Maryland state officials had little to say Friday about a criminal probe that has been launched into former governor Martin O’Malley’s purchase of furniture from the state at a steep discount when he left office last January.
A spokeswoman for the Anne Arundel County state’s attorney, Wes Adams (R), confirmed late Thursday that the office is investigating the purchases by O’Malley, who is seeking the Democratic presidential nomination.
The O’Malley family bought dozens of pieces of furniture and other items from the governor’s mansion after state officials deemed it “excess property,” according to state records.
The family paid $9,638 for beds, chairs, desks, lamps and other items from the mansion’s living quarters that originally cost taxpayers $62,000. The Baltimore Sun first reported on the furniture purchase and on the state’s attorney’s investigation.
The probe, which O’Malley spokeswoman Haley Morris called politically motivated, could be embarrassing for the two-term governor at a time when he is stuck in single digits in the polls and heading into the all-important Iowa caucuses.
O’Malley has tried to position himself as the most electable alternative to Hillary Clinton, but he has been unable to build momentum in a campaign season dominated by a large, unpredictable GOP field and the unexpected surge on the Democratic side of Sen. Bernie Sanders (I-Vt.).
“This is a bogus political attack that the Maryland Republicans have tried to make stick,” Morris said. “And it’s sad that they’re wasting taxpayer resources on it.”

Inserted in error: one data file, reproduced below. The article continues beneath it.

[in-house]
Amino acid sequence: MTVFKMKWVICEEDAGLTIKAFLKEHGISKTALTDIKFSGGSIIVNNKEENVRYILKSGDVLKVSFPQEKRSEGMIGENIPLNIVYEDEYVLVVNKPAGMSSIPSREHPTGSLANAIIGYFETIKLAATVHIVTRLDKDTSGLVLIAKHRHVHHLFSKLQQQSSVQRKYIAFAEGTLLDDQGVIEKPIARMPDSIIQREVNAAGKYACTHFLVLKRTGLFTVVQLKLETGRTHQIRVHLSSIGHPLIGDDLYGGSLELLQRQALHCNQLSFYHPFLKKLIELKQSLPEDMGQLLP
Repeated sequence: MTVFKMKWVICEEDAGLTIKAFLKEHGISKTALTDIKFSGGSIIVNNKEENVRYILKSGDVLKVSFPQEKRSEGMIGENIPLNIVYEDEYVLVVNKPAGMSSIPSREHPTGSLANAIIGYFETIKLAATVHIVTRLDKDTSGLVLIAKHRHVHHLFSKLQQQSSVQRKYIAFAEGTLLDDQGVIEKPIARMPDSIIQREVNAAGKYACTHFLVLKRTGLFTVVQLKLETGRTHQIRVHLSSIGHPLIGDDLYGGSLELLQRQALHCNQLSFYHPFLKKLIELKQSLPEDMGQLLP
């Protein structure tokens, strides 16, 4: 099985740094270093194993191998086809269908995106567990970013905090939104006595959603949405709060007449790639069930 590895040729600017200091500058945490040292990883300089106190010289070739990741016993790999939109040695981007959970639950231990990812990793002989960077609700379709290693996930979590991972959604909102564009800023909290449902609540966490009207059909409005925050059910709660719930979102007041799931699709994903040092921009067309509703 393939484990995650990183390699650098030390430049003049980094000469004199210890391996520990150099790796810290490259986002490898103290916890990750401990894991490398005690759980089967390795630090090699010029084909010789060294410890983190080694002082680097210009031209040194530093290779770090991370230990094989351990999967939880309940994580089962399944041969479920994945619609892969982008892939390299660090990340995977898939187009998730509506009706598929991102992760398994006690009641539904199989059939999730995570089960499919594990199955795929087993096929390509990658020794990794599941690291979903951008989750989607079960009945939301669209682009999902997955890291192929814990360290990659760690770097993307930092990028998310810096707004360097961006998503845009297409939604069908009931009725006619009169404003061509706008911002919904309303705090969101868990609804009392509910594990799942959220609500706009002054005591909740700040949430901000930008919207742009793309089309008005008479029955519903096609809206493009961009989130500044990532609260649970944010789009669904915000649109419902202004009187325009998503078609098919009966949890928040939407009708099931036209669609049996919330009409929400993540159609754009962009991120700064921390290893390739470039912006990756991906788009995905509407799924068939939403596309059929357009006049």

The probe is being handled by Adams, who took office in the heavily Republican county last January. One of his first actions was to rid his office of Democratic prosecutors. He later hired Kendel Ehrlich, wife of former governor Robert L. Ehrlich Jr. (R), as an assistant state’s attorney.
Adams launched the investigation after receiving an email about the furniture purchase from state Secretary of General Services C. Gail Bassette, according to the Sun. Bassette is an appointee of O’Malley’s successor, Gov. Larry Hogan (R).
Heather Epkins, Adams’s spokeswoman, said he is following a legal process, without political motivations, and would “utilize the same process” were he to receive similar complaints about a Republican.
“We can’t pick and choose which complaint we are going to investigate,” Epkins said. “We are charged with doing due diligence to any claims that come to our office.” She said the investigation is in its infancy stage.
A spokesman for Hogan, who has publicly questioned O’Malley’s purchase of the furniture in recent months, declined to comment Friday, saying it would be inappropriate during an ongoing criminal investigation.
Other cases of alleged wrongdoing by state officials have been investigated by State Prosecutor Emmet C. Davitt, an O’Malley appointee. Davitt’s staff said he was not available for comment Friday.
James Cabezas, a chief investigator in Davitt’s office, said Adams is “within his legal authority” to conduct an investigation.
He said it is not unusual for a county state’s attorney to conduct a preliminary inquiry and then hand the case to the state. It would also not be unusual for Adams to keep the case, he said.
O’Malley said in September that he was “kind of surprised” by the controversy over his furniture purchase, saying his family “followed the rules as they were laid out to us.” He said the family paid what the Department of General Services determined was the furniture’s depreciated value.
“I know there was no negotiating of the price,” O’Malley said in September. “We were just told it was some sort of standard depreciation formula they had used for the prior family.”
O’Malley aides say Ehrlich purchased furniture under the same procedures when he moved out of the governor’s mansion in 2007. Ehrlich purchased a lesser amount of furniture.
Hogan, who moved into the mansion a year ago, was asked about the controversy during a news conference in September. He said he asked O’Malley during a tour of the mansion about the “beautiful” furniture and asked whether the items belong to him or to the state. “He’s been misleading,” Hogan said.